International human rights organizations are urging Belarus’s authorities to withdraw a lawsuit requesting the liquidation of one of the country's oldest independent human rights groups -- the Belarusian Helsinki Committee -- a move seen as part of a wide effort by the government of authoritarian leader Alyaksandr Lukashenka to silence all critical voices.
The joint call came as the Belarus Supreme Court is scheduled to hold a hearing on September 30 on the lawsuit filed by the Justice Ministry in late August.
In a September 22 joint letter addressed to Justice Minister Aleh Slizheuski, Human Rights Watch, Amnesty International, and three other nongovernmental organizations described the move to dissolve the Belarusian Helsinki Committee as "an attempt to impose a draconian, punitive and irreversible penalty to bring about the elimination of a long-standing body of human rights defenders."
Calling the lawsuit "inappropriate [and] inconsistent with the Belarusian government’s obligations to respect and protect the legitimate work of human rights defenders," the groups said it also "violates a number of fundamental rights, including those of freedom of expression and association and due process."
In response to mass street protests against the official results of a disputed presidential election in August 2020 that gave Lukashenka a sixth consecutive term, the authorities have arrested thousands of pro-democracy activists and pushed most of the top opposition figures out of the country.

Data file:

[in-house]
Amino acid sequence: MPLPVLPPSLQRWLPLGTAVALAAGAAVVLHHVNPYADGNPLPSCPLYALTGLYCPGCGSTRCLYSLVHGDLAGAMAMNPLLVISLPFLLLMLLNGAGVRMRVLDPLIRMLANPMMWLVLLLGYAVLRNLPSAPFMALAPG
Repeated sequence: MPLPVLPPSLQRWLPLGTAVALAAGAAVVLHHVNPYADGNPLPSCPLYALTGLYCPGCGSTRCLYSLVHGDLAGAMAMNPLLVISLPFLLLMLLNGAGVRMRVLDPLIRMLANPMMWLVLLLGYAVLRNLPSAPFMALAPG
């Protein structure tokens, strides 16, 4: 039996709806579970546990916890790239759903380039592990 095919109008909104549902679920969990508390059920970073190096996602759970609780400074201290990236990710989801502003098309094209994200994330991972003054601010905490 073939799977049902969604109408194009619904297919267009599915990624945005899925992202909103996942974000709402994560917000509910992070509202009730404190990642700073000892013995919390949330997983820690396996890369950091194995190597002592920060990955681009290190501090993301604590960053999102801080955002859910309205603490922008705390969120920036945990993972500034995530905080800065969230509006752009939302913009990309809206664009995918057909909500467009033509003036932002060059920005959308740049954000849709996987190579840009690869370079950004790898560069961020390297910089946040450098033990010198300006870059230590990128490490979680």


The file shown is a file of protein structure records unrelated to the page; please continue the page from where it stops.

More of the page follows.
Prominent independent nongovernmental organizations such as the Belarusian Association of Journalists have been forcibly closed, while seven members of Belarus's top human rights group Vyasna have been jailed, pending trial on criminal charges.
The opposition and the West say last year’s vote was rigged. Lukashenka, who has run the country since 1994, denies that, and refuses to negotiate with the opposition on a political transition and new elections.
The lawsuit against the Belarusian Helsinki Committee alleges discrepancies in financial information the group has provided to the Justice Ministry.
The ministry’s petition to the Supreme Court alleges that these discrepancies constitute a "one-time gross violation of the law," and states that the documents exposing the discrepancies came to light as part of a criminal investigation. It did not provide any information about that probe.
The joint open letter was signed by Marie Struthers, director of the Eastern Europe and Central Asia Regional Office at Amnesty International; Alice Mogwe, president of the International Federation for Human Rights; Andrew Anderson, executive director of Frontline Defenders; Maria Dahle, director of Human Rights House Foundation; and Hugh Williamson, director of the Europe and Central Asia Division at Human Rights Watch.
In a statement on September 29, the Belarusian Helsinki Committee noted that its volunteers have taken part in election monitoring campaigns, defended the rights of lawyers, defended Belarusians’ pension rights from abuses, worked to abolish forced labor, and proposed the solutions aimed at improving the legislation, among other things.
Belarusian Authorities Seek Dissolution Of Top Human Rights Group
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